q-Voter model with non-conformers

One of the differences between how social scientists and sociophysicists view the modeling of social systems is the outlook towards independent behavior. Importance of individuality underlies many theories in social sciences, while physicists are used to explain various emergent properties through interactions. Obviously both approaches are oversimplifications of objective reality. This time we consider another generalization of the q-Voter model in which a group of physicists and social scientists attempted to bridge this gap.

Two years ago we have already explained that properties of individual agents in some cases do not matter, because they average out. This is obviously true if we build models from perspective of physics. But if we include intuitions from social sciences, then this "truth" might no longer be true. Thus in some cases minute details about individuality of agents can have interesting effects on the dynamics of the modeled social systems.

So here we discuss a generalization of the q-Voter model using so-called diamond model of social response [1]. An interesting result reported in [1] is that two different psycho-social approaches to non-conformative behavior generate somewhat different results when introduced into the q-Voter model.

The diamond model for social responses

The core idea of the diamond model is that there are four possible responses to an external influence [2]:

  • Conformity. After being exposed to an opposite opinion, agent changes his opinion to conform.
  • Independence. After being exposed to some opinion, agent ignores it and keeps his own.
  • Anti-conformity. After being exposed to some opinion, agent changes his opinion to disagree with it.
  • Variability. After being exposed to some opinion, agent changes his opinion regardless of the source.

Conformative behavior is already present in numerous sociophysical models. What is missing from the most of them is details about non-conformative behavior. Usually these details are hand-waived and simple noise is used to reflect non-conforming behavior in agents. Yet as we can see there are three types of non-conformist behaviors.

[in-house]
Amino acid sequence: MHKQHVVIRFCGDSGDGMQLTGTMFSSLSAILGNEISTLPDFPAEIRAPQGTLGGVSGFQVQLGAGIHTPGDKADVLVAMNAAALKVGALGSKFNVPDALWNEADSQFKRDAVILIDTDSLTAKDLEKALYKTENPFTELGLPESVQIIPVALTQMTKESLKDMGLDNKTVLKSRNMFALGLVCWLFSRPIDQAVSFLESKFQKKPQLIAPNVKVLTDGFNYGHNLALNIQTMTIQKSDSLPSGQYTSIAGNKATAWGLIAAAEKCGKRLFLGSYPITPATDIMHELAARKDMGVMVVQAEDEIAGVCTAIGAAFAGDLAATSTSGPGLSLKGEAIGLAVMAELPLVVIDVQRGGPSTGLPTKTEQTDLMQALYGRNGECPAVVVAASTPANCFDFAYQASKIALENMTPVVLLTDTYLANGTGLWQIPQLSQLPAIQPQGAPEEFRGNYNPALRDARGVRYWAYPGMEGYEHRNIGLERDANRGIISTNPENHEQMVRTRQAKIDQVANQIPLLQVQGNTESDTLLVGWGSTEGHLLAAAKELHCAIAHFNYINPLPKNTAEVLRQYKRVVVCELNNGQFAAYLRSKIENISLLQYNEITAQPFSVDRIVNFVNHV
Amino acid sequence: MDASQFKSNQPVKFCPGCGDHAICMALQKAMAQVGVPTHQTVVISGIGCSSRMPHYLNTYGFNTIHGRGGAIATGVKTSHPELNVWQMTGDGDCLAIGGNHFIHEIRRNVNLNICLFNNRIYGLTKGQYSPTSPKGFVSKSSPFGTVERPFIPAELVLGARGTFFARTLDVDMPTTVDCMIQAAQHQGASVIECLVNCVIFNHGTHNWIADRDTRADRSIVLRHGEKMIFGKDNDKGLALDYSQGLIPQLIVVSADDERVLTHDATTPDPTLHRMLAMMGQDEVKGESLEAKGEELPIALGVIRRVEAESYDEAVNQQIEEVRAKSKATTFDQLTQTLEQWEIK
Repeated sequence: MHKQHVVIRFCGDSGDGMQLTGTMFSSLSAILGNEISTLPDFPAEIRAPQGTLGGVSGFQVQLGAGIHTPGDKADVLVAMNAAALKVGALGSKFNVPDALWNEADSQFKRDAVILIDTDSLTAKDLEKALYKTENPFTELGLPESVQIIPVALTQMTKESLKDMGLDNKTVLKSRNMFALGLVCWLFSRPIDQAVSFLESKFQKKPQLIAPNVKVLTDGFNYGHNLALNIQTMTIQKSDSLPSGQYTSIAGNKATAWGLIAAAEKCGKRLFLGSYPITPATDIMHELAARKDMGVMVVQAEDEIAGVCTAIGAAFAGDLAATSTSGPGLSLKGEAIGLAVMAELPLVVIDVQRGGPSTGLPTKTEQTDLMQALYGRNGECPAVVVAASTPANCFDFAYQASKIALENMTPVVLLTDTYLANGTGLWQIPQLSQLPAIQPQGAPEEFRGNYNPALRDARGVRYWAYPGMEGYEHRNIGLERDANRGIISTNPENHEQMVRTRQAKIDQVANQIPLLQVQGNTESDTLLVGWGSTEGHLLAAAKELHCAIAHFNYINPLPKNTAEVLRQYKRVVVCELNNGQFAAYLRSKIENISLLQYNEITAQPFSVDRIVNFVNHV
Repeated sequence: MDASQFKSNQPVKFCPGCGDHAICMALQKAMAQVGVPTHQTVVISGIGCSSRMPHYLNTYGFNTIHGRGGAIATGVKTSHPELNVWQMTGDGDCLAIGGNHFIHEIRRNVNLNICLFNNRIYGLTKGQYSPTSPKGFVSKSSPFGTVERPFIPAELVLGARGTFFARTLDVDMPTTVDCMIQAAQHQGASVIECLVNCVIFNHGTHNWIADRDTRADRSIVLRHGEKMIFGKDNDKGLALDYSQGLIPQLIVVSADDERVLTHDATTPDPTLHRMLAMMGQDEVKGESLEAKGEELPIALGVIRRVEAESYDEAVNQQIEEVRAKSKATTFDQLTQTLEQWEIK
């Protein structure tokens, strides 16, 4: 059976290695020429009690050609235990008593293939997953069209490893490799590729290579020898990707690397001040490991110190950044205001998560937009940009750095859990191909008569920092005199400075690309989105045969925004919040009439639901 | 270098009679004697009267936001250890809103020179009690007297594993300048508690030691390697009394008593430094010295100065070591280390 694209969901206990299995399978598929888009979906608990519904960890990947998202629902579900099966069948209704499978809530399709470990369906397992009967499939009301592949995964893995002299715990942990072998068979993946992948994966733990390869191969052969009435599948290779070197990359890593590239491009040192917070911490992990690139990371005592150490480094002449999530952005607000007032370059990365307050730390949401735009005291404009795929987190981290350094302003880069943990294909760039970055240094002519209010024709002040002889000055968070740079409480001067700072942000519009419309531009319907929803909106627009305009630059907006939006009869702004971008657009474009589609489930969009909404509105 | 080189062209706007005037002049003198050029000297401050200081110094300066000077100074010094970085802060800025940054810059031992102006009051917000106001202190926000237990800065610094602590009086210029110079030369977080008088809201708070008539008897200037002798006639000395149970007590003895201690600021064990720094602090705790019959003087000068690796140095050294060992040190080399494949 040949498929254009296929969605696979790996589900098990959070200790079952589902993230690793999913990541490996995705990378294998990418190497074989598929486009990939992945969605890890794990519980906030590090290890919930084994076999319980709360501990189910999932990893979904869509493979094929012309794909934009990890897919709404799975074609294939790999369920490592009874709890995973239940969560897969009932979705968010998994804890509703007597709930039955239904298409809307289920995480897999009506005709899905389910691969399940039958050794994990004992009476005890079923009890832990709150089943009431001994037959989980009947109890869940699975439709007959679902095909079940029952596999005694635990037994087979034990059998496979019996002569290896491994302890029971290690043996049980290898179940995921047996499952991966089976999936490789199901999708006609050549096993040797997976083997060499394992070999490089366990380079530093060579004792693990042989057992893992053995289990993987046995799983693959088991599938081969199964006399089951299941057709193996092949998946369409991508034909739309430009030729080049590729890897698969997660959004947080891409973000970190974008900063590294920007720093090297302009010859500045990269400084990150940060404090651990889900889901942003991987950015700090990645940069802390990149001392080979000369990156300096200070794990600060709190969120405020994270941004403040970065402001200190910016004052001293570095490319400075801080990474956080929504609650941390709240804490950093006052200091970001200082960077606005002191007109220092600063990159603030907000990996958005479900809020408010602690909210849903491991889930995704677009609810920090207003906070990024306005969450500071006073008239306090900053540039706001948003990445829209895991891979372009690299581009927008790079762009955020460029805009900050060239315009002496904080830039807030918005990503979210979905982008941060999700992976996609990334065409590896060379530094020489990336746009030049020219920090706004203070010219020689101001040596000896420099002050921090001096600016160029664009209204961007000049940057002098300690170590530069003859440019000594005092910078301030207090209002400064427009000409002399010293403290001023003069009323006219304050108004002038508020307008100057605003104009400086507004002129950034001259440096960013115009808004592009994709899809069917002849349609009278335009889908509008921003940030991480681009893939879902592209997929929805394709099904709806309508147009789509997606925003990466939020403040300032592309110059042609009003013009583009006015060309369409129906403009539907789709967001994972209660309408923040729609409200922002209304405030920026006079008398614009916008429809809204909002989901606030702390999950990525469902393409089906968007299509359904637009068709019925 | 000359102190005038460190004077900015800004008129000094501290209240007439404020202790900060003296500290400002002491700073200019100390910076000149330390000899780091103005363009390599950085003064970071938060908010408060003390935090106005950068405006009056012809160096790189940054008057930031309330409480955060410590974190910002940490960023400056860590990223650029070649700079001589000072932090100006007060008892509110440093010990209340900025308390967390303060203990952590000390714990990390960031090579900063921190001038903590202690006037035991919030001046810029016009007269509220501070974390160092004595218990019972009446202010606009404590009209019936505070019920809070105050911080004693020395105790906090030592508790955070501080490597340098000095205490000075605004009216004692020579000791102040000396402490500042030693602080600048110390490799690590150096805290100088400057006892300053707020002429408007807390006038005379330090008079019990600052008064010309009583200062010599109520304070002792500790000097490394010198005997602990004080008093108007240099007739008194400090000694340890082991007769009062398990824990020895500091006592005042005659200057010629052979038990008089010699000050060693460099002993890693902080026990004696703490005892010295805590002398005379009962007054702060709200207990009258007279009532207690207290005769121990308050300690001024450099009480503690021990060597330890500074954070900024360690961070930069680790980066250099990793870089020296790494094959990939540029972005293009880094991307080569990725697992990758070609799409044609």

Building the diamon model into the q-Voter model

[1] builds two different models based on the q-Voter model. First one (A model) incorporates anti-conformist behavior, second one (I model) incorporates independence and variability (which are actually two sides of the same, random behavior, coin). In the article and its precursor articles (e.g., [3]) it is shown that these two models have different critical values.

Before discussing the critical values let us provide an algorithms for each model. A model:

  1. Pick a random agent.
  2. With probability \( p_a \) agent is anti-conformist. He will disagree with his \( q \)-panel. Otherwise agent is conformist and will agree with his \( q \)-panel (as usual in the q-Voter model).
  3. Select \( q \) neighbors of the selected agent. If all neighbors have the same opinion, the selected agent changes his opinion to either agree (if he is conformist) or disagree (if he is anti-conformist) with the selected \( q \)-panel.

I model:

  1. Pick a random agent.
  2. With probability \( p_i \) agent is independent. His opinion will be flipped with probability \( 1/2 \). Otherwise agent is conformist and will agree with his \( q \)-panel (as usual in the q-Voter model).
  3. If the agent is conformist, then select \( q \) neighbors of his. If all neighbors have the same opinion, the selected agent changes his opinion to agree with the selected \( q \)-panel.

Critical values, when the model is executed on the complete graph, are the following: for the A model \begin{equation} p^*_a=\frac{q -1}{2 q}, \end{equation} and for the I model \begin{equation} p^*_i=\frac{q -1}{q -1 + 2^{q-1}}. \end{equation}

If the probabilities are larger than the critical probabilities, then disordered (anti-ferromagnetic) phase should be observed in the dynamics of that model. Otherwise ordered (ferromagnetic) phase should be observed. Note that for \( q>5 \) I model has a rather complicated behavior in the vicinity of critical probability. Namely, both phases appear to coexist.

Phase diagramFig 1.Phase diagram for the A model (red) and I model (green). Lines show the critical value dependence on q. Ordered phase area is shaded.

HTML 5 apps

Here we provide you a single app, which evaluates both models with the same non-conformity probability. Explore the difference in the dynamics of the models with larger values of \( q \) and intermediate probabilities. I model should be quick to enter disordered phase, while A model should enter this phase with a bit larger \( p_a \).

You can also study the models separately using separate app for each of the models. Click here to find the app for the A model and click here for the I model.

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Acknowledgment. This post was written while reviewing literature relevant to the planned activities in postdoctoral fellowship ''Physical modeling of order-book and opinion dynamics'' (09.3.3-LMT-K-712-02-0026) project. The fellowship is funded by the European Social Fund under the No 09.3.3-LMT-K-712 ''Development of Competences of Scientists, other Researchers and Students through Practical Research Activities'' measure.


  • P. R. Nail, K. Sznajd-Weron. The Diamond Model of Social Response within an Agent-Based Approach. Acta Physica Polonica A 129: 1050-1054 (2016). doi: 10.12693/APhysPolA.129.1050.
  • H. R. Willis. Conformity, Independence and Anticonformity. Human Relations 18: 373 (1965). doi: 10.1177/001872676501800406.
  • P. Nyczka, K. Sznajd-Weron, J. Cislo. Phase transitions in the q-voter model with two types of stochastic driving. Physical Review E 86: 011105 (2012). doi: 10.1103/PhysRevE.86.011105.